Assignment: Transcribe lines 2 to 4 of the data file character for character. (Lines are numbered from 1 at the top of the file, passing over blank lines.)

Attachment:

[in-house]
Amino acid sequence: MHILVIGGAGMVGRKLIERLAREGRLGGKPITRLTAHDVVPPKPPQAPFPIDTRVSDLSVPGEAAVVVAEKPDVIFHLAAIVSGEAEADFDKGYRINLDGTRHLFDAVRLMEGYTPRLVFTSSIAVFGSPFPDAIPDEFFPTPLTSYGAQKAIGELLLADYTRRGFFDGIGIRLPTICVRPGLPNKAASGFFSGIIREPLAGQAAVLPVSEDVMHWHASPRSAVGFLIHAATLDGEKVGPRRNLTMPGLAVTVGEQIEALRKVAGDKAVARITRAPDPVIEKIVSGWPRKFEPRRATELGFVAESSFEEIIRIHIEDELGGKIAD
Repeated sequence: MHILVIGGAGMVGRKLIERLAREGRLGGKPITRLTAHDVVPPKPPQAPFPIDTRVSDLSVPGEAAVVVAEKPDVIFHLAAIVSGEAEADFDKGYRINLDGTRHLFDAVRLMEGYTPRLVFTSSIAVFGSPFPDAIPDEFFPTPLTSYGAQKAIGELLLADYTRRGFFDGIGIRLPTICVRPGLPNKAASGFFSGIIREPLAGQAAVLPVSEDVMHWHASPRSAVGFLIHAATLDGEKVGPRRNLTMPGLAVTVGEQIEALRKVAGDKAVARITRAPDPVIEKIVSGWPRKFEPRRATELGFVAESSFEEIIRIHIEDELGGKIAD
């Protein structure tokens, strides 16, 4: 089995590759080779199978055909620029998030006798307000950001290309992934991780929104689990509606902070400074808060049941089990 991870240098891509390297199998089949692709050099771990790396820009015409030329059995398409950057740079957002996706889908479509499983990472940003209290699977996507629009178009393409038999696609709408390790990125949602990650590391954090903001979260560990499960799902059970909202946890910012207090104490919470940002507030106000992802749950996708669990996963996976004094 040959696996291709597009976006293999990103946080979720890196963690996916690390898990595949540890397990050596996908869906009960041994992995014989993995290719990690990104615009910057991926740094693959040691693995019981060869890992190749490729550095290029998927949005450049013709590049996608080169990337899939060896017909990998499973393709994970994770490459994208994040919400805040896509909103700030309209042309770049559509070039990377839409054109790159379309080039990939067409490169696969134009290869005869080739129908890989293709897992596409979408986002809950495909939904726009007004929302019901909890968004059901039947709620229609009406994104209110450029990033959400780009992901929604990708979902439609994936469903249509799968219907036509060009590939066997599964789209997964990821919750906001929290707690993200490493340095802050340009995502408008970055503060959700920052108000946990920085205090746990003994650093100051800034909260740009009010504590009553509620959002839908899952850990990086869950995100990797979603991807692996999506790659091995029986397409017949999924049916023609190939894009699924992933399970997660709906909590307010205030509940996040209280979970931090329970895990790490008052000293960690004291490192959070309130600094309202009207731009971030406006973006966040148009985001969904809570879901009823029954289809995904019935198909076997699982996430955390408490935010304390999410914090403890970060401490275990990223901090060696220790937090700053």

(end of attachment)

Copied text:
Amino acid sequence: MHILVIGGAGMVGRKLIERLAREGRLGGKPITRLTAHDVVPPKPPQAPFPIDTRVSDLSVPGEAAVVVAEKPDVIFHLAAIVSGEAEADFDKGYRINLDGTRHLFDAVRLMEGYTPRLVFTSSIAVFGSPFPDAIPDEFFPTPLTSYGAQKAIGELLLADYTRRGFFDGIGIRLPTICVRPGLPNKAASGFFSGIIREPLAGQAAVLPVSEDVMHWHASPRSAVGFLIHAATLDGEKVGPRRNLTMPGLAVTVGEQIEALRKVAGDKAVARITRAPDPVIEKIVSGWPRKFEPRRATELGFVAESSFEEIIRIHIEDELGGKIAD
Repeated sequence: MHILVIGGAGMVGRKLIERLAREGRLGGKPITRLTAHDVVPPKPPQAPFPIDTRVSDLSVPGEAAVVVAEKPDVIFHLAAIVSGEAEADFDKGYRINLDGTRHLFDAVRLMEGYTPRLVFTSSIAVFGSPFPDAIPDEFFPTPLTSYGAQKAIGELLLADYTRRGFFDGIGIRLPTICVRPGLPNKAASGFFSGIIREPLAGQAAVLPVSEDVMHWHASPRSAVGFLIHAATLDGEKVGPRRNLTMPGLAVTVGEQIEALRKVAGDKAVARITRAPDPVIEKIVSGWPRKFEPRRATELGFVAESSFEEIIRIHIEDELGGKIAD
């Protein structure tokens, strides 16, 4: 089995590759080779199978055909620029998030006798307000950001290309992934991780929104689990509606902070400074808060049941089990 991870240098891509390297199998089949692709050099771990790396820009015409030329059995398409950057740079957002996706889908479509499983990472940003209290699977996507629009178009393409038999696609709408390790990125949602990650590391954090903001979260560990499960799902059970909202946890910012207090104490919470940002507030106000992802749950996708669990996963996976004094 040959696996291709597009976006293999990103946080979720890196963690996916690390898990595949540890397990050596996908869906009960041994992995014989993995290719990690990104615009910057991926740094693959040691693995019981060869890992190749490729550095290029998927949005450049013709590049996608080169990337899939060896017909990998499973393709994970994770490459994208994040919400805040896509909103700030309209042309770049559509070039990377839409054109790159379309080039990939067409490169696969134009290869005869080739129908890989293709897992596409979408986002809950495909939904726009007004929302019901909890968004059901039947709620229609009406994104209110450029990033959400780009992901929604990708979902439609994936469903249509799968219907036509060009590939066997599964789209997964990821919750906001929290707690993200490493340095802050340009995502408008970055503060959700920052108000946990920085205090746990003994650093100051800034909260740009009010504590009553509620959002839908899952850990990086869950995100990797979603991807692996999506790659091995029986397409017949999924049916023609190939894009699924992933399970997660709906909590307010205030509940996040209280979970931090329970895990790490008052000293960690004291490192959070309130600094309202009207731009971030406006973006966040148009985001969904809570879901009823029954289809995904019935198909076997699982996430955390408490935010304390999410914090403890970060401490275990990223901090060696220790937090700053």